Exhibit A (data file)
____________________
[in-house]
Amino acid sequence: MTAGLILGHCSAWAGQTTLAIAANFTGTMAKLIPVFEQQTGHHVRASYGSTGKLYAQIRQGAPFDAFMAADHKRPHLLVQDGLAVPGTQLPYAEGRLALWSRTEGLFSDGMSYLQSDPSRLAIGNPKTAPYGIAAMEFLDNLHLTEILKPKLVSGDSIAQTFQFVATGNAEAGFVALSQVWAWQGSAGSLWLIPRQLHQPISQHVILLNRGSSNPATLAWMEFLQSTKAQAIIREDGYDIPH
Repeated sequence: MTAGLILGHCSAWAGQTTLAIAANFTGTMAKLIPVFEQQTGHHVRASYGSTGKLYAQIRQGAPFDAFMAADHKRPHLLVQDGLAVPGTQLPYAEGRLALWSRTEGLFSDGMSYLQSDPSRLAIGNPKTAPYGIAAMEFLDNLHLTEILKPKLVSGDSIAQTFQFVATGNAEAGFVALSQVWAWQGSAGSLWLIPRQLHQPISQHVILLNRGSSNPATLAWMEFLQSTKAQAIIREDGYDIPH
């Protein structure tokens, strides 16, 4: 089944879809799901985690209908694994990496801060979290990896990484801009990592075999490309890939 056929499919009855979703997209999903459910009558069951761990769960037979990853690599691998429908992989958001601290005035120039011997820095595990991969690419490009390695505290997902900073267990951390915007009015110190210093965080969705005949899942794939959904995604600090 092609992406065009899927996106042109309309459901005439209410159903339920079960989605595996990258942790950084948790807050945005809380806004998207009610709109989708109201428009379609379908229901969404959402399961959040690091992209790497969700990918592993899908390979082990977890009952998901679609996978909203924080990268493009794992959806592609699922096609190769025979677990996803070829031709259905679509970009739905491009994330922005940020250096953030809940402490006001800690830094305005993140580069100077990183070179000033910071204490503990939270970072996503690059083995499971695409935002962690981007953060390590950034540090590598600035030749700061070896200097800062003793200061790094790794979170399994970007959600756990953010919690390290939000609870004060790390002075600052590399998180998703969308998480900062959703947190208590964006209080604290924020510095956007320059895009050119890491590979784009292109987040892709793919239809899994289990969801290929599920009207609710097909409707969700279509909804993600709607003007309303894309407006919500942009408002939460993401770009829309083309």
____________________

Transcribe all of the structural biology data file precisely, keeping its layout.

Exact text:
[in-house]
Amino acid sequence: MTAGLILGHCSAWAGQTTLAIAANFTGTMAKLIPVFEQQTGHHVRASYGSTGKLYAQIRQGAPFDAFMAADHKRPHLLVQDGLAVPGTQLPYAEGRLALWSRTEGLFSDGMSYLQSDPSRLAIGNPKTAPYGIAAMEFLDNLHLTEILKPKLVSGDSIAQTFQFVATGNAEAGFVALSQVWAWQGSAGSLWLIPRQLHQPISQHVILLNRGSSNPATLAWMEFLQSTKAQAIIREDGYDIPH
Repeated sequence: MTAGLILGHCSAWAGQTTLAIAANFTGTMAKLIPVFEQQTGHHVRASYGSTGKLYAQIRQGAPFDAFMAADHKRPHLLVQDGLAVPGTQLPYAEGRLALWSRTEGLFSDGMSYLQSDPSRLAIGNPKTAPYGIAAMEFLDNLHLTEILKPKLVSGDSIAQTFQFVATGNAEAGFVALSQVWAWQGSAGSLWLIPRQLHQPISQHVILLNRGSSNPATLAWMEFLQSTKAQAIIREDGYDIPH
């Protein structure tokens, strides 16, 4: 089944879809799901985690209908694994990496801060979290990896990484801009990592075999490309890939 056929499919009855979703997209999903459910009558069951761990769960037979990853690599691998429908992989958001601290005035120039011997820095595990991969690419490009390695505290997902900073267990951390915007009015110190210093965080969705005949899942794939959904995604600090 092609992406065009899927996106042109309309459901005439209410159903339920079960989605595996990258942790950084948790807050945005809380806004998207009610709109989708109201428009379609379908229901969404959402399961959040690091992209790497969700990918592993899908390979082990977890009952998901679609996978909203924080990268493009794992959806592609699922096609190769025979677990996803070829031709259905679509970009739905491009994330922005940020250096953030809940402490006001800690830094305005993140580069100077990183070179000033910071204490503990939270970072996503690059083995499971695409935002962690981007953060390590950034540090590598600035030749700061070896200097800062003793200061790094790794979170399994970007959600756990953010919690390290939000609870004060790390002075600052590399998180998703969308998480900062959703947190208590964006209080604290924020510095956007320059895009050119890491590979784009292109987040892709793919239809899994289990969801290929599920009207609710097909409707969700279509909804993600709607003007309303894309407006919500942009408002939460993401770009829309083309």